In her role at CSF Katelyn facilitates the Local Wisdom Network, an international research project exploring satisfying and resourceful practices associated with using clothes.

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Emma Rigby- Post-Doctoral Research Fellow

Emma Rigby is a postdoctoral research fellow. Her research and teaching explores fashion design as an interconnected relationship between social, material and environmental contexts. Emma’s doctoral research uses clothes laundry as a medium through which to examine how fashion design, resource consumption and sustainability are tied into social practices. Her research approach is practice-led and draws on empirical and observational methods to access user experience as a place from which to engage theory with design practice.

Over the past decade Emma has developed a broad and varied experience of both teaching and curriculum design spanning across undergraduate and postgraduate levels. She has worked for various design companies in London and Melbourne, and was a previous partner of Here Today Here Tomorrow: a collaborative studio and shop based in East London.

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Camilla Palestra - Associate Curator

Camilla’s curatorial interest lies in artistic practices that reflect on aspects of our contemporary society, understanding history as a trajectory towards the future. Her professional approach is connected to the socio-political environment and its diversity, seeing art as a tool to challenge our knowledge and perspective.

Camilla worked as a writer and researcher at SKIRA publishing house, as Public Programme Curator at MART Museum, Trento (Italy), and Research Associate at Culture + Conflict before joining the University of the Arts London as Curatorial Research Assistant in 2007. From 2015 she is CSF Associate Curator. At UAL she co-ordinated and curated a series of projects including the European project EU-Roma (2007-2010), Voice for Change and Relational Geographies exhibitions at the UAL Showroom (2015) and the ongoing Art for the Environment International Residency Programme.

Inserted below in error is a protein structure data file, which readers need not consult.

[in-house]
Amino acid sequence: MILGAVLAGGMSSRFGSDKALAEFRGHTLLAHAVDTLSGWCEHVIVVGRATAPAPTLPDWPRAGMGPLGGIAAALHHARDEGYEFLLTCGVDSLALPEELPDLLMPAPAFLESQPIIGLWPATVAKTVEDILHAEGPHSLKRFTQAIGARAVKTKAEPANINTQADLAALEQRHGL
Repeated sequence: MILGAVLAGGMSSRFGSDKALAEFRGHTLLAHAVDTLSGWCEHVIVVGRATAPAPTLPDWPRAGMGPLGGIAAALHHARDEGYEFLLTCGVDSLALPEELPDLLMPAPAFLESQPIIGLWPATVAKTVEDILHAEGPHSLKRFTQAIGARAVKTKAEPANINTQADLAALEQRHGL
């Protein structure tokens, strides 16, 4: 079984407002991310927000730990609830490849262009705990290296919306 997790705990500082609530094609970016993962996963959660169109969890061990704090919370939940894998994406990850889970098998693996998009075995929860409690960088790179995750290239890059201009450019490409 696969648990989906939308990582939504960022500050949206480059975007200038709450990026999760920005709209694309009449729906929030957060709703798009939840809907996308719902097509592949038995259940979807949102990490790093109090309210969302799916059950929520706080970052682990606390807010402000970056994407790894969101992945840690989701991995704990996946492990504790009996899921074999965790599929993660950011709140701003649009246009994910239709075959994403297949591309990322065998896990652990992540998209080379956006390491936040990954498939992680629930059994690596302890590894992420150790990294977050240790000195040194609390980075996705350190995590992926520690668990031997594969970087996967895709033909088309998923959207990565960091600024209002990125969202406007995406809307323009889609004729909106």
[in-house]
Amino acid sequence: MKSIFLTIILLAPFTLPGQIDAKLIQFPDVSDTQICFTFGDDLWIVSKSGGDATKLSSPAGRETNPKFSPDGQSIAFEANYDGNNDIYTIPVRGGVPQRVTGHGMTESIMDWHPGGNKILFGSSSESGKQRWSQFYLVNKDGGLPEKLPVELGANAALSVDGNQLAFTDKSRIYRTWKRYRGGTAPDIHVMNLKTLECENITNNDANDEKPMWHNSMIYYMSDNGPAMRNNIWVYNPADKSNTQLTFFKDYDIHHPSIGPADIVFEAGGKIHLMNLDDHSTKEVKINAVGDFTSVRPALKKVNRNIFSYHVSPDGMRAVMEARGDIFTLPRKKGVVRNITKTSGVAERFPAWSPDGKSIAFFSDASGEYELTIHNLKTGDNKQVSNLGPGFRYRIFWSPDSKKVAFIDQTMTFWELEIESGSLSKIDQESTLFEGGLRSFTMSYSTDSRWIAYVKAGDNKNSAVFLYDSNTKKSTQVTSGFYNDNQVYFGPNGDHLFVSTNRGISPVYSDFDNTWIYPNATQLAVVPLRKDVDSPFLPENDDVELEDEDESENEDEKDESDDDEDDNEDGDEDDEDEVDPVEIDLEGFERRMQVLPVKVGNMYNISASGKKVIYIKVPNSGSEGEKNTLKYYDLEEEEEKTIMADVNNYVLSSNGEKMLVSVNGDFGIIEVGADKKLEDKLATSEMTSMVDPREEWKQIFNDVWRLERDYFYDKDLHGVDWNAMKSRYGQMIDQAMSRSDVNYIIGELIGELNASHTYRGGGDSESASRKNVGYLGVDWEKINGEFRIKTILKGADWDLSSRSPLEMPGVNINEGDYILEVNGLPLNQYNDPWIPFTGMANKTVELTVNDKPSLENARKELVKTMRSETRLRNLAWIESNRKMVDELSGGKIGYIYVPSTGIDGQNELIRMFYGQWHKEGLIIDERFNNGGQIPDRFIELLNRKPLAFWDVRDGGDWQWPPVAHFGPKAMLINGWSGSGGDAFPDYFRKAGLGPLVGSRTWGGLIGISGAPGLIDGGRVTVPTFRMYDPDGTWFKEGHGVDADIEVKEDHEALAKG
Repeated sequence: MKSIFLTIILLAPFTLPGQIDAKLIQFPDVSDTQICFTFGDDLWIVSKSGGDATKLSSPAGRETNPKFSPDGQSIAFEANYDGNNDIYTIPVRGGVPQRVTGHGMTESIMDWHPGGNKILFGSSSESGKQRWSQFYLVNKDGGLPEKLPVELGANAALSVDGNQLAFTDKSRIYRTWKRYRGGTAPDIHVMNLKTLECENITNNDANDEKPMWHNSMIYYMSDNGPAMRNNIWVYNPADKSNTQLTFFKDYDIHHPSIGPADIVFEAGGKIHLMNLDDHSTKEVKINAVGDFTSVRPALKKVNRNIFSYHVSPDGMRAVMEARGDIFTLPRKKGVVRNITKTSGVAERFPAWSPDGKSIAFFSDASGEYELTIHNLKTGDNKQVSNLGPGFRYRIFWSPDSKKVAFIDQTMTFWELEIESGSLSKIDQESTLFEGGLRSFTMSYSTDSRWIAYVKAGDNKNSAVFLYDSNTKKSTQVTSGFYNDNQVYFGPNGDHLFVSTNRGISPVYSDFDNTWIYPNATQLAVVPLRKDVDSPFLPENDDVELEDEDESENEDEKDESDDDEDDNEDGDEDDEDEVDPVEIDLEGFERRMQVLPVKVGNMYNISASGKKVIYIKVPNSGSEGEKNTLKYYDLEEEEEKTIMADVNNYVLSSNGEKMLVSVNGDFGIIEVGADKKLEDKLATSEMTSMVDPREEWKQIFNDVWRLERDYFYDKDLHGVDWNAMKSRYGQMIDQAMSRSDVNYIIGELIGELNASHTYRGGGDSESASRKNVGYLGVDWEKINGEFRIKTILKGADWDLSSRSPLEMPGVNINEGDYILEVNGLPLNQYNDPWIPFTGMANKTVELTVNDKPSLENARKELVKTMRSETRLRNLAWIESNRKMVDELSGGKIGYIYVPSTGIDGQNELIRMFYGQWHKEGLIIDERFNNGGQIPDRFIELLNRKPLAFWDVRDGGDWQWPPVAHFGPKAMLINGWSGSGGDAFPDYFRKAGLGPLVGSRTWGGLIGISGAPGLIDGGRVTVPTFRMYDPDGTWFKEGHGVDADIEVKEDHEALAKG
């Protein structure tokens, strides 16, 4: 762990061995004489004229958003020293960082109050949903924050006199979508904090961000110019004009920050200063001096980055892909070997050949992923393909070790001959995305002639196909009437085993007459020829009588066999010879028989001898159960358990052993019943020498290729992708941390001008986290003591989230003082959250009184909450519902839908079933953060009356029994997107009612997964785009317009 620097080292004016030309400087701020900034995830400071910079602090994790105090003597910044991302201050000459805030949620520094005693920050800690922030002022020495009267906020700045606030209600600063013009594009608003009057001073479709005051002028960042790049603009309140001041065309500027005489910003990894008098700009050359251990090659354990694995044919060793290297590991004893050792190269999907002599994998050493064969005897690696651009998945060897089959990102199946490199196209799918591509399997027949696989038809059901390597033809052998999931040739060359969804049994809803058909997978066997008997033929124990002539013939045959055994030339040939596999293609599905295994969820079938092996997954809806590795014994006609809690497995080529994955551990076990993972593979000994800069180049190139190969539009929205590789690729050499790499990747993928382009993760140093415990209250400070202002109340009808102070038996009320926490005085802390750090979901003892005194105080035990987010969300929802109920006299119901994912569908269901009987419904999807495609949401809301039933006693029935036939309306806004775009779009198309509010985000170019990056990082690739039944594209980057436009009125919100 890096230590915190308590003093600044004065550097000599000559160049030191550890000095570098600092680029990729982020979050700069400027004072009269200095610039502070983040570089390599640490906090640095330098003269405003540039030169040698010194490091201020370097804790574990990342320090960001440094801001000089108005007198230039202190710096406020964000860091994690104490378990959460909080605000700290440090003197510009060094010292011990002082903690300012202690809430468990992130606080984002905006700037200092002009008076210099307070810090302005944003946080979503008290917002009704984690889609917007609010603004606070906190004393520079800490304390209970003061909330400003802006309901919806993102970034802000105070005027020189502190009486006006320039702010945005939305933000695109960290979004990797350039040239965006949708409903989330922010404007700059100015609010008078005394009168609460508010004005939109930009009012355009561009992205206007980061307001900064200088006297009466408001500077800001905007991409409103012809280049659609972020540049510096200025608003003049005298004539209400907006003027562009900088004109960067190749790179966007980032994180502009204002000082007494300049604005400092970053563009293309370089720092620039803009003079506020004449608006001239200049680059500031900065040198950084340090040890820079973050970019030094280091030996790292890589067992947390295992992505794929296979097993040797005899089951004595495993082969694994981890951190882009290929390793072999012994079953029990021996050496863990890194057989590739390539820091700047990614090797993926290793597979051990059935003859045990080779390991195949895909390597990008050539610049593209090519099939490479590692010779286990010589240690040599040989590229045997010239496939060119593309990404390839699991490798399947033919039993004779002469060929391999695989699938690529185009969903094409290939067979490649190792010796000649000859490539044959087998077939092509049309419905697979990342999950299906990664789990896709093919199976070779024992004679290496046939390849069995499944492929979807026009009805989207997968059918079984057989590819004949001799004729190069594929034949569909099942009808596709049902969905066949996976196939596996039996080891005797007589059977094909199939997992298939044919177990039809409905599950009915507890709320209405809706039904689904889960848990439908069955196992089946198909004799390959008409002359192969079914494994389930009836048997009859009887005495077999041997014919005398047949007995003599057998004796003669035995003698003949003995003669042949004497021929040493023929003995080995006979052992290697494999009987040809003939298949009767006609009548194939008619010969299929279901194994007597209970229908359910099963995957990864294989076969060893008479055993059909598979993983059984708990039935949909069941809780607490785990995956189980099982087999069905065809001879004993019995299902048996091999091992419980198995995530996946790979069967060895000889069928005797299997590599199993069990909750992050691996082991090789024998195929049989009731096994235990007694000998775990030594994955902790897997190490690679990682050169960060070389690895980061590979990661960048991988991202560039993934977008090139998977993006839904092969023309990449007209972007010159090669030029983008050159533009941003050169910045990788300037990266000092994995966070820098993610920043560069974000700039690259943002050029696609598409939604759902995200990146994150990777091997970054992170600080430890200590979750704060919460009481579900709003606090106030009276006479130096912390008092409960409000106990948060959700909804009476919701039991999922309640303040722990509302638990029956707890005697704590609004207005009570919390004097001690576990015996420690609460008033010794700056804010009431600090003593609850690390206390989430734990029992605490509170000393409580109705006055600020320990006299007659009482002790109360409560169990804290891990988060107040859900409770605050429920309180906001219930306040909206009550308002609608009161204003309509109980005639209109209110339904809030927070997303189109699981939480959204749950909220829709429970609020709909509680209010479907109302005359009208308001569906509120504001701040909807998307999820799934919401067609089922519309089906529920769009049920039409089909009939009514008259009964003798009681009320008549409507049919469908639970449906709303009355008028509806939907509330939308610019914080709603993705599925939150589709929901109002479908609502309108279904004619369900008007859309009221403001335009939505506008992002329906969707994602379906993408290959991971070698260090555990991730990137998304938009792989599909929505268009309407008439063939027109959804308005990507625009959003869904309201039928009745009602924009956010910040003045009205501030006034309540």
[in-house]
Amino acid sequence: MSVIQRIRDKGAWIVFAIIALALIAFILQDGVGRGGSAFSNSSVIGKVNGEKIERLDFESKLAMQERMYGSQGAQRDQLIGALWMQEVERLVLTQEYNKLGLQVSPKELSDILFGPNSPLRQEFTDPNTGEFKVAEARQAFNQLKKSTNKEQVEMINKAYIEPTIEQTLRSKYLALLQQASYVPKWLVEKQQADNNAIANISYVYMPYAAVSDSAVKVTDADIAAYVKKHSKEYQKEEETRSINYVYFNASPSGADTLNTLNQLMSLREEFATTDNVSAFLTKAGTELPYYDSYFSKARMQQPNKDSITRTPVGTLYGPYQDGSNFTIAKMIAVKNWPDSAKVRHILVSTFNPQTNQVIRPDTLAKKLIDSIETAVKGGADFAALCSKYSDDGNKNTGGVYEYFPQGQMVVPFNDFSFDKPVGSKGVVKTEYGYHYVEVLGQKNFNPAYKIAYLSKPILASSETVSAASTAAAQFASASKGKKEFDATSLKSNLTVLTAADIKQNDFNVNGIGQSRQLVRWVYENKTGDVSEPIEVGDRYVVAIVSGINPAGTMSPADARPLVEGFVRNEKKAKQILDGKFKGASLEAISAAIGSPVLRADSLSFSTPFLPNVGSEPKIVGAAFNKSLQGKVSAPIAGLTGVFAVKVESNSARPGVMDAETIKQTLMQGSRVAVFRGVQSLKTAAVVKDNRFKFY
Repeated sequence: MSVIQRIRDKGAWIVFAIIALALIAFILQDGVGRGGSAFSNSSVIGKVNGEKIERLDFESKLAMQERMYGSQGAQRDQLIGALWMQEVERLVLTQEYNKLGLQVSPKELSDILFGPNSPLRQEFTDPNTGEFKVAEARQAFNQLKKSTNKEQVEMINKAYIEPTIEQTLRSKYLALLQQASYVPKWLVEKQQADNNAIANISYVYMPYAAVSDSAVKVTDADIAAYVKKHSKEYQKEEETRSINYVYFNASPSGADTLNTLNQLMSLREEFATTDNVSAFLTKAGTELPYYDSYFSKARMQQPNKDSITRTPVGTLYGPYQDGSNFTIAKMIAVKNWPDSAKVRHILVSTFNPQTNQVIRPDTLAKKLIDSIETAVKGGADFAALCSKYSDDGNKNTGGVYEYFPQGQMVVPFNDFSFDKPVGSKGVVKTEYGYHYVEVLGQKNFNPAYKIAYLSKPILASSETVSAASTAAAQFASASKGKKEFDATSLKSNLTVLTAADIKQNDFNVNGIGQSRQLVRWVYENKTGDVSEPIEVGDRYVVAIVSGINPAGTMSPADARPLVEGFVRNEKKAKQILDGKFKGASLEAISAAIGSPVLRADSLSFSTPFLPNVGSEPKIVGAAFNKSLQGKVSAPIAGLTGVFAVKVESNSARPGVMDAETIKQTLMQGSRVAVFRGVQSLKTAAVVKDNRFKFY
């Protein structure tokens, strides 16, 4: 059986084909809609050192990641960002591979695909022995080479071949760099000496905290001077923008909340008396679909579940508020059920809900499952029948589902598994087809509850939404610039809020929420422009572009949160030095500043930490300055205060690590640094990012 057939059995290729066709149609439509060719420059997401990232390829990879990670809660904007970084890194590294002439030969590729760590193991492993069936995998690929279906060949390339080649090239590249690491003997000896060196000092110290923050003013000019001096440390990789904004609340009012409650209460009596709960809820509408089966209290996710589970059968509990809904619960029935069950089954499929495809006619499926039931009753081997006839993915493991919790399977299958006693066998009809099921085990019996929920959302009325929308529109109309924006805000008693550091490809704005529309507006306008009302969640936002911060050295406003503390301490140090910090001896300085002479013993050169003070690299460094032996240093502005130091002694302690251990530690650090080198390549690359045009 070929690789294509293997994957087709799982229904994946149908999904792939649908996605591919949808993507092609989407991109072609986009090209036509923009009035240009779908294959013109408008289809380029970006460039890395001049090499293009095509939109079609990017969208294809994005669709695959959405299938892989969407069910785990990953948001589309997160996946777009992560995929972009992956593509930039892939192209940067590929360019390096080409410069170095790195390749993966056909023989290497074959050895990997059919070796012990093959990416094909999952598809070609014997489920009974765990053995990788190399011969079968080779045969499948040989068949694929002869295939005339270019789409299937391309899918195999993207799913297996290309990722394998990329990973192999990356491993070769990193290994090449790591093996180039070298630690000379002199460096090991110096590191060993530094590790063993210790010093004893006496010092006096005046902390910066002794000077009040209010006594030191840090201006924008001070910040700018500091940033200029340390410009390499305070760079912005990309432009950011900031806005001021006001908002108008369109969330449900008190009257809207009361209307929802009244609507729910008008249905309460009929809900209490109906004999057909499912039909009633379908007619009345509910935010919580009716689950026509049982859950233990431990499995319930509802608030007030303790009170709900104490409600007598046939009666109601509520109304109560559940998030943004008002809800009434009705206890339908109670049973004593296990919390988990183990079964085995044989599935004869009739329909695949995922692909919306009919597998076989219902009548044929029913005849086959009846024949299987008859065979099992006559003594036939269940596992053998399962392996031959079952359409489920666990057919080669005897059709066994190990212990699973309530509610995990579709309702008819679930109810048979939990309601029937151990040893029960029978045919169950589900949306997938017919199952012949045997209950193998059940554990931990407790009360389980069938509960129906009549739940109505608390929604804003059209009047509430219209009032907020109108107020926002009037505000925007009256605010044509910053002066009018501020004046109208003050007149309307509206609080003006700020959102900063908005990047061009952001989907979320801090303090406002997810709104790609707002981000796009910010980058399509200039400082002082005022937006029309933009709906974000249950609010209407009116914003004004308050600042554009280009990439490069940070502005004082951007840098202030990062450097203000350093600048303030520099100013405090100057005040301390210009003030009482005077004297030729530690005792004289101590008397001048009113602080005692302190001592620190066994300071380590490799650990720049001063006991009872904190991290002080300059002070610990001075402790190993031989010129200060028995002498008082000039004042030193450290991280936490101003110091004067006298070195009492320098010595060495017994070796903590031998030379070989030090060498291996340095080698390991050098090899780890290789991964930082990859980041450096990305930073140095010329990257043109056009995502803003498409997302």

Camilla holds a BA in History of Art and an MA in Curating Contemporary Art from the Royal College of Art in London.

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Zoe Norton - Research Centre Administrator

Zoe’s background is in Textile Design, specialising in printed textiles predominately for interior products and with a focus on digital print. Her work looks at the connection between designer and consumer, aiming to create prints that hold a connection and evoke emotion to the user and in turn create product longevity. Zoe is the co-founder of textile collective Print, Tuft and Fold, exhibiting at leading design shows such as Tent London and 100% Design.

At CSF Zoe uses her creative, analytical and strong interpersonal skills to lead the Centre’s research voice. This includes supporting CSF’s Professors with current and incubation projects, planning and managing the Centre’s publications as well as assisting the wider team with events. Zoe also offers support to CSF’s early career researchers and PhD community, alongside the Centre’s PhD recruitment.

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Lizzie Harrison - Research Assistant

Lizzie is a researcher, educator and designer working across academia and industry to explore how fashion in its broadest definition operates in local systems to offer ideas for a more sustainable future. Her work spans different locations across the UK where she has worked with communities to explore materials reuse, skills sharing, repair and (re)manufacture, community based fashion services and making as a tool for resilience and community development. She works closely with local makers, manufacturers and waste handlers across the supply chain, engaging local residents in participatory activity and action based projects.

Lizzie also runs Antiform, a sustainable fashion label with the aim to experiment with the findings of her research to experiment with fashion business models, local supply chains and manufacturing possibilities. The label has received international acclaim while remaining a small flexible test bed for new ideas.

Lizzie joins CSF to work on the Fashion Ecologies Project with Dr Kate Fletcher. For more information visit www.fashionecologies.org